Mul­doon be­came a main­stay for four years. There were some no­table scalps in the Chal­lenge Cup but, lack­ing squad depth, there were some bad days too. Mid­way through the 2008-09 sea­son, Mul­doon had an of­fer from Ul­ster, and in Eng­land, but Bradley and chief ex­ec­u­tive Gerry Kelly per­suaded him to think again. A Christ­mas crowd of 5,000 packed the Sports­ground for a 12-6 win over Mun­ster, their first over them since 1986, and first in Gal­way since 1979. “So I de­cided to stay! Thank­fully!” In the 2010-11 sea­son, Eric El­wood’s first, Con­nacht rose to ninth of 12 in the League, and there­after were on the up.

Mul­doon won two caps on the Amer­i­cas tour in 2009, but half an hour into the All Blacks Test in New Ply­mouth in 2010 he suf­fered a bro­ken arm.

He did him­self and his in­ter­na­tional prospects no good by al­low­ing him­self to be rushed back at Con­nacht. “The Ir­ish man­age­ment must have been look­ing at me go­ing, what’s this gob­shite do­ing? Ef­fec­tively I killed my in­ter­na­tional ca­reer in those few months. I stupidly put my­self for­ward and said ‘yeah I’ll play’.”

With a lay-off due, against Har­lequins that De­cem­ber he broke his arm again, which side­lined him for an­other three months.

Fam­ily farm

Work­ing on the fam­ily farm over the sum­mer of 2011, Mul­doon re­turned fit­ter than ever in pre-sea­son, when El­wood passed the cap­taincy to Gavin Duffy. Mul­doon was dis­ap­pointed, but not sur­prised.

Fit, in form, and ever-present in 2011-12, as in 2008-09, Mul­doon was Con­nacht’s Player of the Sea­son. This earned him one last game in an Ir­ish shirt in the non-capped match against Fiji at Thomond Park in Novem­ber 2012, when he sus­tained a knee in­jury which side­lined him for three months.

“I’m proud to have the caps but I sup­pose I didn’t re­ally ever feel like I was part of an Ire­land team. I felt more like a tackle bag for what­ever num­ber of years I was up there [in Dublin], on and off for three or four years.”

In Lam’s third sea­son, 2014-15, Mul­doon was re-in­stated as cap­tain. He had learned from the ex-Chiefs cap­tain Craig Clarke, whom Mul­doon de­scribes as the best cap­tain he ever played un­der.

“Mul was great. I don’t think my ex­pe­ri­ences with him were too dif­fer­ent from any­one else’s,” says Heenan. “He’s al­ways been one of those cap­tains who leads re­ally well, but is also re­ally good mates with the boys. He doesn’t com­pro­mise friend­ships with any­one. I’ve al­ways been able to talk with him on a se­ri­ous level and a per­sonal level, in a very re­laxed man­ner as well, and it’s very easy to fol­low some­one who knows the game that well.”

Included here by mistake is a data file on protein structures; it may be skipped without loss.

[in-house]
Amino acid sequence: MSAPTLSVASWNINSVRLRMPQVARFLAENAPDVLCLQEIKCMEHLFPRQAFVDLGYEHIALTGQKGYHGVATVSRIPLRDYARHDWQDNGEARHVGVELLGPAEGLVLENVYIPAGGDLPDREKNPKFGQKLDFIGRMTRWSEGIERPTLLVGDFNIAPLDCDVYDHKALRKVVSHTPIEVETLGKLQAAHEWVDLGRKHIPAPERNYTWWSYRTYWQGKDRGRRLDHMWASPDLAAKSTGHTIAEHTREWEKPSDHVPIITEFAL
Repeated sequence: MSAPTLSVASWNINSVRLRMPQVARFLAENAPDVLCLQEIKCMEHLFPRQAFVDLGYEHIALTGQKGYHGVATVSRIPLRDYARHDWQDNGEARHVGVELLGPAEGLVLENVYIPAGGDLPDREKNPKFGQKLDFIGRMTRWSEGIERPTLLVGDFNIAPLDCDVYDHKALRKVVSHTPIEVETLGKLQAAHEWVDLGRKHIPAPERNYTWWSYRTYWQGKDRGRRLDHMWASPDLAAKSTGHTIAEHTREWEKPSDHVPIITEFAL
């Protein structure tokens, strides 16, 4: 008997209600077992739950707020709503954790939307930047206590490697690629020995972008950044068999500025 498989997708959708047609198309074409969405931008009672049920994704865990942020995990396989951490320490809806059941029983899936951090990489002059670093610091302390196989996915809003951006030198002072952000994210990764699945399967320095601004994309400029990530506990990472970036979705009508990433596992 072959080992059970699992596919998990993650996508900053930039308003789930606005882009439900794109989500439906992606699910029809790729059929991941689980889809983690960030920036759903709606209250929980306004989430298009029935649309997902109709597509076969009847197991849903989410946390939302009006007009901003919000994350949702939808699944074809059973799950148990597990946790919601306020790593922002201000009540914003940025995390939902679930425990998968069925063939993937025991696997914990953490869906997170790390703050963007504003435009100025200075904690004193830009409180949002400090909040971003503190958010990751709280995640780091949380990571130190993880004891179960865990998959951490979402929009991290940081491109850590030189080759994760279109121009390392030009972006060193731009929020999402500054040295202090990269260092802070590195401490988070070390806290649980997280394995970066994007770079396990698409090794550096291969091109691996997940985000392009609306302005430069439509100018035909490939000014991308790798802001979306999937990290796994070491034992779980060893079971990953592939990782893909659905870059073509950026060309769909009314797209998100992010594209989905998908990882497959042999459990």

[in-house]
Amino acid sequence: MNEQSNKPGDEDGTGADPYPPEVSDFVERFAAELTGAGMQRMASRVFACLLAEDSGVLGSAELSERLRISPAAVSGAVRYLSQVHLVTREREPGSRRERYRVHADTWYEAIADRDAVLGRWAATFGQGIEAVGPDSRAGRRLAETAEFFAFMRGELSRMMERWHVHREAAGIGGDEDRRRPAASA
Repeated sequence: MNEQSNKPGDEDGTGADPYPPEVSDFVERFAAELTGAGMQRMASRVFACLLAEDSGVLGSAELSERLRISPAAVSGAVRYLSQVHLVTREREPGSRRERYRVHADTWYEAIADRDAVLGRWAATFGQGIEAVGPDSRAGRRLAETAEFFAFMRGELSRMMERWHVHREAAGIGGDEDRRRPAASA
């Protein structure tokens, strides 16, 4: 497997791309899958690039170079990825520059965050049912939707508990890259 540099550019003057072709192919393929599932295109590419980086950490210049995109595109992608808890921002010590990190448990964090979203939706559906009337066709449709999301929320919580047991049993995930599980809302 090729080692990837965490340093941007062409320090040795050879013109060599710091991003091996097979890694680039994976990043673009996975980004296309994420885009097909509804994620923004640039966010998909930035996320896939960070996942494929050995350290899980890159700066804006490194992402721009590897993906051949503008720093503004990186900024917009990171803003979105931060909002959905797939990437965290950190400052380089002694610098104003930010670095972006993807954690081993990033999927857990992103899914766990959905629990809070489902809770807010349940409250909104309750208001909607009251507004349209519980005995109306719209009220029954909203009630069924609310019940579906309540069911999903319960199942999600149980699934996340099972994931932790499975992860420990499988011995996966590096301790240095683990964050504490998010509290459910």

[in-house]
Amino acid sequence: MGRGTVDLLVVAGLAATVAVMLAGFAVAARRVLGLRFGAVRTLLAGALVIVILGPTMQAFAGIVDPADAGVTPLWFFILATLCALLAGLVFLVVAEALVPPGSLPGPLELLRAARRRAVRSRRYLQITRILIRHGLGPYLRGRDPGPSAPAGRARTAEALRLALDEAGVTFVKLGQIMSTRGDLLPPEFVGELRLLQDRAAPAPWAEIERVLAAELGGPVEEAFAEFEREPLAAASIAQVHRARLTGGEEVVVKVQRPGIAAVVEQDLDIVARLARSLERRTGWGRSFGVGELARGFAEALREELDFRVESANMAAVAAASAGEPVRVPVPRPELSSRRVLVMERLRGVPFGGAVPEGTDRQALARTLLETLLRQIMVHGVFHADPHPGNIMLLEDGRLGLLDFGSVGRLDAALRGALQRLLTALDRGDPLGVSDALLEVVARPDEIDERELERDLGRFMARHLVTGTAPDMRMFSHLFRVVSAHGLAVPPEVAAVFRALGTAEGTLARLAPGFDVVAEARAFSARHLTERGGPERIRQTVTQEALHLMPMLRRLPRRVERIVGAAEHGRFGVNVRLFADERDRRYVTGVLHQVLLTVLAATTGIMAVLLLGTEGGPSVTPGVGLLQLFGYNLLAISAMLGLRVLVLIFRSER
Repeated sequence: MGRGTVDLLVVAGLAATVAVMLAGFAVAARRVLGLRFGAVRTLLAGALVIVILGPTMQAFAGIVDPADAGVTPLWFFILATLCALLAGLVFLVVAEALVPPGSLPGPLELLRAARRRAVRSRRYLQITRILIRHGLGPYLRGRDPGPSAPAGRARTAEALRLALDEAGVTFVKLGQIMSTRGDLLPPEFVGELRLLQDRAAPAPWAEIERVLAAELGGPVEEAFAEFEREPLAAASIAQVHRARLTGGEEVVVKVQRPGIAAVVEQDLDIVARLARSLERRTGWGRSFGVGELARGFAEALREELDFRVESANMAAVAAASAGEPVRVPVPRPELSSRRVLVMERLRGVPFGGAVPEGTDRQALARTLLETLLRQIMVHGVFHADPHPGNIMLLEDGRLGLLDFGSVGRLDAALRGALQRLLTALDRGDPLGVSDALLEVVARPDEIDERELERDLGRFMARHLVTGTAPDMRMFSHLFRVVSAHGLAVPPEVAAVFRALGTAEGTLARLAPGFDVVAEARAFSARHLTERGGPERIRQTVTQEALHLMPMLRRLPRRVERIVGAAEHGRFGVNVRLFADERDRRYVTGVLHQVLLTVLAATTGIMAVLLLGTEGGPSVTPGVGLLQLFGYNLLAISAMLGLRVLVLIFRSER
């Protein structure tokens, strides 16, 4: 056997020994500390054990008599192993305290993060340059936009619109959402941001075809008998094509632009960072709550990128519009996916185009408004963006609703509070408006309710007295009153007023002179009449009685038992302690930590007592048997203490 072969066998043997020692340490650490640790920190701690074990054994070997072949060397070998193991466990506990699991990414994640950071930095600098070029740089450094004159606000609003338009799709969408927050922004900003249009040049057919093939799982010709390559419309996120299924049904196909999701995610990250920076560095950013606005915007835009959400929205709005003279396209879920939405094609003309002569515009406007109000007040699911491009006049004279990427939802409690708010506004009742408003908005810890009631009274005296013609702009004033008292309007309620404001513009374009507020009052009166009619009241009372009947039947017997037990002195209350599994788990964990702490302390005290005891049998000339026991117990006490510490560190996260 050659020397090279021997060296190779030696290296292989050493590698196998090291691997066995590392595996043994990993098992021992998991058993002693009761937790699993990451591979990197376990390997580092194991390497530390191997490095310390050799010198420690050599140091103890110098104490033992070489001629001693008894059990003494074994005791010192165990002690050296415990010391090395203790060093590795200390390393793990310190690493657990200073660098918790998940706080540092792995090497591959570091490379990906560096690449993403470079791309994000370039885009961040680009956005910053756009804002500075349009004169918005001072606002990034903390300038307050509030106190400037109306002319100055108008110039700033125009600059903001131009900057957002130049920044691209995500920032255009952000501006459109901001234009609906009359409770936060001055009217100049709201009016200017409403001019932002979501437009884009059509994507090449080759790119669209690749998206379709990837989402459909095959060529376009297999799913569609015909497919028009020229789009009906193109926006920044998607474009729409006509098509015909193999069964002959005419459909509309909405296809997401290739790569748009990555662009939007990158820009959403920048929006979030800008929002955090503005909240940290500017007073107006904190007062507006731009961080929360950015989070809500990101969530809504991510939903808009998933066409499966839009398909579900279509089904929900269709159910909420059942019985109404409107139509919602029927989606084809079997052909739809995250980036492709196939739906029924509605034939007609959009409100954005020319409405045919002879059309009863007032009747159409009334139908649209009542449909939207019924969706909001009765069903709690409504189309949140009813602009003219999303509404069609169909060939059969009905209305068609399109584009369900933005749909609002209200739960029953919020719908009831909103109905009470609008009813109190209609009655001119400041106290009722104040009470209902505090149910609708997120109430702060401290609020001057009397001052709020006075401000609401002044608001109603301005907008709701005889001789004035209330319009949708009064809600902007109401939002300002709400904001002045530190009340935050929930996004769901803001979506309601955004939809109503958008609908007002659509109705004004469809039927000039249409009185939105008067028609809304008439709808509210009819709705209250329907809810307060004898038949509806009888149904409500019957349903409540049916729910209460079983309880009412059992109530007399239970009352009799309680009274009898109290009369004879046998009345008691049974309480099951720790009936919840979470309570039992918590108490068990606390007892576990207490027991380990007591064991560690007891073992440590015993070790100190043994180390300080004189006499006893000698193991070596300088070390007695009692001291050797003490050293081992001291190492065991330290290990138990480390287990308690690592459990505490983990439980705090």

In the 2015-16 sea­son, all of Mul­doon’s at­tributes were honed to their best in Con­nacht’s march to the Pro12 ti­tle. He played in 23 of their 24 games, start­ing all but two and com­pleted 80 min­utes 20 times.

“His per­for­mances in­creased with each game,” says Heenan. “When­ever we played big games he played a big game.”

Mul­doon be­came a tal­is­manic fig­ure for the crowd as well as the team. When Mul­doon made a big hit, or carry, or latched over the ball for a turnover, it some­how seemed to have more im­pact.


“He led from the front,” says Carolan. “He al­ways had that big beard so he stood out. But a lot of the work he did went un­no­ticed be­cause he’s a bit of a warhorse. He was hit­ting rucks and mak­ing other guys look good by the work he did off the ball. As well as be­ing a very com­pe­tent de­fender, he was vo­cal and gave con­fi­dence to the play­ers around him.”

When you con­sider ev­ery­thing, it’s hard to think of any­one who’s had a greater Con­nacht ca­reer.

“It’ll be hard for any­one to match what John has given to Con­nacht rugby, both on the pitch and off it,” ad­mits Carolan. “He is iconic.

“He’s been an in­spi­ra­tional leader, not only as a rugby player but as a per­son from the west of Ire­land, who be­lieved in his team and where he was from, and knew that they could achieve and stuck with it.”

“There were times when it was tough. He had of­fers on the table. He could have gone. But he stuck with it, and a lot of the suc­cess, when it came, was down to peo­ple like him. Peo­ple know him for what he rep­re­sents and how he has pre­sented him­self. He was never one that looked for the glory, but the glory has come to him be­cause of how hard he has worked for it.” At Bris­tol, Mul­doon, as de­fence coach, and Heenan, as player, will be link­ing up again with Lam and Conor McPhillips, who is an as­sis­tant coach there. “He’s got a good head for it,” says Carolan. “He doesn’t get too flus­tered. He’s quite an­a­lyt­i­cal. He’s very log­i­cal. He’s able to break big pic­tures into small bits and de­cide which ones work and don’t work, and he’s a good way of speak­ing to the lads. He be­lieves in what he thinks. It’s his point of view, not some­one else’s and he’s thought about it. “He’s also ex­tremely pas­sion­ate who’ll get the play­ers to buy into his way, but I think he’ll al­low them to grow as well. He’s not one that likes to have it all about him. I think he’ll make a won­der­ful coach.” And one day, maybe, re­turn to coach the prov­ince he rep­re­sented as proudly and ef­fec­tively as any­body has ever done.


Con­nacht’s John Mul­doon: In the last four sea­sons, Mul­doon played 107 out of Con­nacht’s 117 matches. Of those, he has started 96, com­plet­ing 80 min­utes a to­tal of 73 times.